Deciding to divorce your spouse can often change many aspects of your life. When you are nearing retirement age, topics like money and healthcare can seem even more urgent.
Getting a divorce in your later years may leave you wondering about how to plan for what comes next.
Income and assets
According to Psychology Today, one of the biggest changes most people go through after splitting from their spouses is financially planning out the next few years. You and your ex-spouse may have discussed retiring in another state or traveling, and this divorce may leave you open to new ideas for where to settle down.
The longer two people stay married, the more one person’s finances and spending habits influence the other person’s habits. You may also both legally share the same stock options or ownership of a small business.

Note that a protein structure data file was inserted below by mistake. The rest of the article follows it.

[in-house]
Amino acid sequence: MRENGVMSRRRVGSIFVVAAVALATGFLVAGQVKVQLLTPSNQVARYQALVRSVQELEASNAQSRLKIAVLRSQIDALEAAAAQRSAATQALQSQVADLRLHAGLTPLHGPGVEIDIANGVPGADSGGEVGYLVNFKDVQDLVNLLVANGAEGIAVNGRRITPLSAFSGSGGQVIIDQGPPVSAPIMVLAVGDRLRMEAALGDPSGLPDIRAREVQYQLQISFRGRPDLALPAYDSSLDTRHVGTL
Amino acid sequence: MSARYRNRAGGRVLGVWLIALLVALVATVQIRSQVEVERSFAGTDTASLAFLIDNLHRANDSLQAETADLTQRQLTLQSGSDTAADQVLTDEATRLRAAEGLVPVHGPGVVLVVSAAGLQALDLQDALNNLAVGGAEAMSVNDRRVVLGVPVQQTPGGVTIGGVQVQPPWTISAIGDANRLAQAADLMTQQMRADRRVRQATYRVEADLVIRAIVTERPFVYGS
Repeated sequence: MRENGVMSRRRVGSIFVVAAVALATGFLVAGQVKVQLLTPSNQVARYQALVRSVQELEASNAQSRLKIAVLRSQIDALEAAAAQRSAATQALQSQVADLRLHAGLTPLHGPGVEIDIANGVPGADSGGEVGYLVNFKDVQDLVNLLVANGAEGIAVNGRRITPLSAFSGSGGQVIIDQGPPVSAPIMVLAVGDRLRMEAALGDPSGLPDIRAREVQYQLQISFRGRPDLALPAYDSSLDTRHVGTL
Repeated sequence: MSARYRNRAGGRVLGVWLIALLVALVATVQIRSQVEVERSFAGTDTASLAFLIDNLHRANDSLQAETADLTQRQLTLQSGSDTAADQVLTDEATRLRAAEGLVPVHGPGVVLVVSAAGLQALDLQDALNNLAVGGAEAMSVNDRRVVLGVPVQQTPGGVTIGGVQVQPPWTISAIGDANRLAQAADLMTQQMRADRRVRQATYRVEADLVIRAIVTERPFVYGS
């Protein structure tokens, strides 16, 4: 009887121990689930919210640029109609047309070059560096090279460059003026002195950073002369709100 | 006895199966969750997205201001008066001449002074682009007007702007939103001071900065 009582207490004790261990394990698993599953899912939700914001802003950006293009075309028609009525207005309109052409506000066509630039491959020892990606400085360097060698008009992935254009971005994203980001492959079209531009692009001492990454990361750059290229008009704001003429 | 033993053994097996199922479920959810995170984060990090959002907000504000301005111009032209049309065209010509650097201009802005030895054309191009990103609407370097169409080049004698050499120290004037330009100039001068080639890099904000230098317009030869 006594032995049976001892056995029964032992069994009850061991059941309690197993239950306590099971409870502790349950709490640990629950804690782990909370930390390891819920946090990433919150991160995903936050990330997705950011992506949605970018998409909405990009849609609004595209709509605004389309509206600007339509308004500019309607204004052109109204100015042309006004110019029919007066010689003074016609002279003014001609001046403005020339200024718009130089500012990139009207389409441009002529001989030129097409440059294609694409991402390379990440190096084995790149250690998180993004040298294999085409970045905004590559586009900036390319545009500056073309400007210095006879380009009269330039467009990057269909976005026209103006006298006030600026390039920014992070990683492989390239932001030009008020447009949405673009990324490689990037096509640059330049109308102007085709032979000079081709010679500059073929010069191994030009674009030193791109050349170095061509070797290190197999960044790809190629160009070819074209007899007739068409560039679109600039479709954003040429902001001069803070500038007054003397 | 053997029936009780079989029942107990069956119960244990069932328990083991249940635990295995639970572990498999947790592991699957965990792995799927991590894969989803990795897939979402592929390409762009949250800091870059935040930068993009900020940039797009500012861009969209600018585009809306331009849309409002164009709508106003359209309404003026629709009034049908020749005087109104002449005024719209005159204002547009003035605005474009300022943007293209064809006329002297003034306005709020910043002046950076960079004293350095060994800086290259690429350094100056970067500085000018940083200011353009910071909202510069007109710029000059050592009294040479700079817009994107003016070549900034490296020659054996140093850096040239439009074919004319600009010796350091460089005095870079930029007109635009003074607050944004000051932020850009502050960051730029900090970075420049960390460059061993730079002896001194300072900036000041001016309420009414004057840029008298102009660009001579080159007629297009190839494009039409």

Adult children’s reactions
Discussing the divorce with your adult children may seem intimidating at first. They are likely used to their parents being together, and may feel reluctant to embrace this change.
Being careful about not forcing them to take sides can help keep the peace between all of you. Planning visits and building a bond as a divorced parent will allow you to stay in touch.
Health and wellness
After you and your spouse divorce, you may need to purchase your own health insurance or supplement your income by working part-time. You may also learn new ways to deal with stress, such as walking or gardening.
These changes can help you take care of your mental and physical health, which can be different after a divorce later in life.